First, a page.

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July 27, 2012 in Governance, Social Media | Tags: Business, Business Data, Business Development, Business Functions, Business Process, collaboration, Control, Governance, Internet Marketing, IT, Marketing, Ownership, Proof of Concept, Reputation, Responsibility, Social media, Social Network, Test Analysis | Leave a comment
Who should own Social? I have heard this question asked many times, and though the answers given are nearly always the same “CMO, CIO or COO“, the fact that the question continues to be asked suggests that such responses are not satisfactory. Most certainly the question is not the right question, after all who can own an adjective? As soon as you add the noun the dilemma is not as muddy but it is still far from clear. Whether its social media, content, information, stream or network we still don’t have obvious answers although some of those nouns give us clues.
The fact is that we do not know what the golden apple of social media really is. We do know that it is current, topical and massively popular. Additionally the more we engage the more we realize that “social” is a mindset, a behavior and like the big data that is produced – extreme. That last word should send a frisson of caution through any CEO or Board of Directors, enough to suggest careful consideration before any “engagement” let alone appointment of “social” responsibility.
“Social” means different things to different organizations and communities, so before delineating any bailiwick, the CEO or board must determine what “social” means to their business, their business culture and above all their customers. Customers are most important because the world of social is public, visible, and can act like litmus paper in highlighting public opinion, good or bad. Like it or not customers are going to be influenced by an enterprise’s “social” reputation. In turn customers and even the general public are going to influence business strategies and objectives to some degree. Understanding the risks, opportunities and attendant costs over time is critical input for any plan, and social engagement is no different. However with “social” any implementation is more visible, and feedback is much more immediate and amplified.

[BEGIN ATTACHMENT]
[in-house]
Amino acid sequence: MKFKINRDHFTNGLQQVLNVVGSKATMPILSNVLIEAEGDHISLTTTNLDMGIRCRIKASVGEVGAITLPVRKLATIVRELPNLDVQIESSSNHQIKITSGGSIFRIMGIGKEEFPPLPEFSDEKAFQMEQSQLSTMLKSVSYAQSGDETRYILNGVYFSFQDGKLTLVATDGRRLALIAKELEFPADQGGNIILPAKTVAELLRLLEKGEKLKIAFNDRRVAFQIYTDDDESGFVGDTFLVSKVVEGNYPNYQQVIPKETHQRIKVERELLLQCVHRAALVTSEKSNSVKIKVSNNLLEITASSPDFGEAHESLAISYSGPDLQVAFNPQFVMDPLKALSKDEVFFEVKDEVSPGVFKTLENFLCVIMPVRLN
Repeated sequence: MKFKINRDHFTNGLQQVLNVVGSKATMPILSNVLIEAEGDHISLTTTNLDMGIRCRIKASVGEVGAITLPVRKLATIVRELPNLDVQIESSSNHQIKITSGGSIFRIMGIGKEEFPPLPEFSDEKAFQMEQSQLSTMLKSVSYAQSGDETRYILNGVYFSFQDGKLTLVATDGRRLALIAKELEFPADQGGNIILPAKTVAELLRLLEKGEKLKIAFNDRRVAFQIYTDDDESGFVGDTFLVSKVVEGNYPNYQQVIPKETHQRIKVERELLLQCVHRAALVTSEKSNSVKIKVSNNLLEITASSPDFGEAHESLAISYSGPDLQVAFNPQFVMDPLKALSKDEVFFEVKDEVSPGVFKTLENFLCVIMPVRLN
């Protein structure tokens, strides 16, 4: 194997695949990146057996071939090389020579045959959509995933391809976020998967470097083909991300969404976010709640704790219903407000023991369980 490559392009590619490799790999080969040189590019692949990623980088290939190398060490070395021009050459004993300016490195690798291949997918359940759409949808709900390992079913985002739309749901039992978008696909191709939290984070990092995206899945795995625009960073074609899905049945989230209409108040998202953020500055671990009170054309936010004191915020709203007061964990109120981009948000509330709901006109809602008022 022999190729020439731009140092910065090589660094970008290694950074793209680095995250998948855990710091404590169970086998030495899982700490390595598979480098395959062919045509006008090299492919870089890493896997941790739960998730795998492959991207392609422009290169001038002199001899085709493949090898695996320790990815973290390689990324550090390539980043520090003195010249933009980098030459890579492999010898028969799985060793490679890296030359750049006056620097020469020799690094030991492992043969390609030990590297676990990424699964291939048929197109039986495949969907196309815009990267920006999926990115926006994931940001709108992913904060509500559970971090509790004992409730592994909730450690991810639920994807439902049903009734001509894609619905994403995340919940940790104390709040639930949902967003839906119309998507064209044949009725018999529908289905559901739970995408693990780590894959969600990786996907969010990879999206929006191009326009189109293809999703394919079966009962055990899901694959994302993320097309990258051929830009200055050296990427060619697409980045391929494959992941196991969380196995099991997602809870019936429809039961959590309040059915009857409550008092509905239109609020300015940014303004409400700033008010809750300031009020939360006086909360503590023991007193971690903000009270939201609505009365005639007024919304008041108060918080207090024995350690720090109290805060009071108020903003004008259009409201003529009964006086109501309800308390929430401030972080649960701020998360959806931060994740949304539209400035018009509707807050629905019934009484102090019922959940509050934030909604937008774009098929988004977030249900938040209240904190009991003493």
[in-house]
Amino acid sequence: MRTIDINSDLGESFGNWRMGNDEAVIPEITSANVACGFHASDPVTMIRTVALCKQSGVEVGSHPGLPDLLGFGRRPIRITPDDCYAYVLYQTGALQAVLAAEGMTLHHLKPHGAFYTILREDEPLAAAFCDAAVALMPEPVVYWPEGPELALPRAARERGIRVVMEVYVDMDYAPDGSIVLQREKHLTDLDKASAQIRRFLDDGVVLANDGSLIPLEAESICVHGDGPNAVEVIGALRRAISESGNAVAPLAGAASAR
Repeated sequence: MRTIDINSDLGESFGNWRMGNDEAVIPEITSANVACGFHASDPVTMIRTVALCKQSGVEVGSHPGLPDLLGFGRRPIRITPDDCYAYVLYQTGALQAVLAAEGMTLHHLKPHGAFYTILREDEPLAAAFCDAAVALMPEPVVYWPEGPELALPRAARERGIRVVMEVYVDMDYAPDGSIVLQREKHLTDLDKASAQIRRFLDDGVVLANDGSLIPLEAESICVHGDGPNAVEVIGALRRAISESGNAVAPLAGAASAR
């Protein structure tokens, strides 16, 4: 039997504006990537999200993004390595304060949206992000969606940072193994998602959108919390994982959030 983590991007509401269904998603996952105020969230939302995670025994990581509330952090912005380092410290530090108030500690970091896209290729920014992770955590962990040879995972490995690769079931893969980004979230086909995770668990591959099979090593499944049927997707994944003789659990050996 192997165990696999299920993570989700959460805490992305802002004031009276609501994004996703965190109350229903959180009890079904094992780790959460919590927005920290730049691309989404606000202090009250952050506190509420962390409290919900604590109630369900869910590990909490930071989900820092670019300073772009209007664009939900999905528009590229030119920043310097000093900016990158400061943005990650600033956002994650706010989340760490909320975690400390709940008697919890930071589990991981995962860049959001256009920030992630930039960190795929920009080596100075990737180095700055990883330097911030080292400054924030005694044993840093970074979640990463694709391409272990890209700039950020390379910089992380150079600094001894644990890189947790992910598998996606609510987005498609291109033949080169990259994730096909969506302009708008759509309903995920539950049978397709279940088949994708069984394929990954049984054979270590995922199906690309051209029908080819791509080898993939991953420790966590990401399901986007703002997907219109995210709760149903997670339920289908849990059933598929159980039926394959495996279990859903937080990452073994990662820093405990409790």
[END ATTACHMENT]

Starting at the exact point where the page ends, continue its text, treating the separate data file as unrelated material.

The best way to get to grips with the issues is through experience. The best way to get early experience is to perform Proof of Concepts (PoC). Notice the plurality, which is extremely relevant to “social”, because it is a behavior and an operational style, not a function or a process. PoCs allow you to apply “social” behaviors and styles to specific functions or processes within organizations. At the detailed level that might be Customer Service Problem Management, Sales Force Automation Management or it could be Asset Control Process Improvement. While these functions might not be the first in line for examination, they do illustrate that there is no division or department that presides over all the possible functions. Of course Marketing, Finance and IT are going to be involved, as they should, but the purpose of the PoC is to determine whether “social” behavior is a fit for specific parts of the business. Further analysis and possibly additional PoCs can then determine the scope and reach of “social” adoption. Some organizations will be better suited to “social” behavior, others may have to consider major organizational and or cultural changes. However the decision to adopt, in part or in totality, depends on business need and business commitment at the highest level if anything other than discrete projects are being considered.
The Judgement of Paris is the myth of impossible choices. In the story Paris, a Trojan prince, was asked to present a prize of great value, a golden apple, to one of three goddesses, Aphrodite/Venus, Minerva/Athena and Hera/Juno. Paris gave the apple to Aphrodite, the most alluring and beautiful of the three, securing her appreciation and support in the future war with the Greek states. Alas he also incurred the disdain and wrath of the other two goddesses, who supported the Greek kings and princes, Agamemnon, Ulyses and Achiles in the conflict. The apple didn’t cause the war, that was Paris committing another poor judgement call by absconding with Helen, Agamemnon’s daughter, and carrying her off to be his bride in Troy. But the apple did establish which godly powers belonged in which camp during and immediately after the hostilities.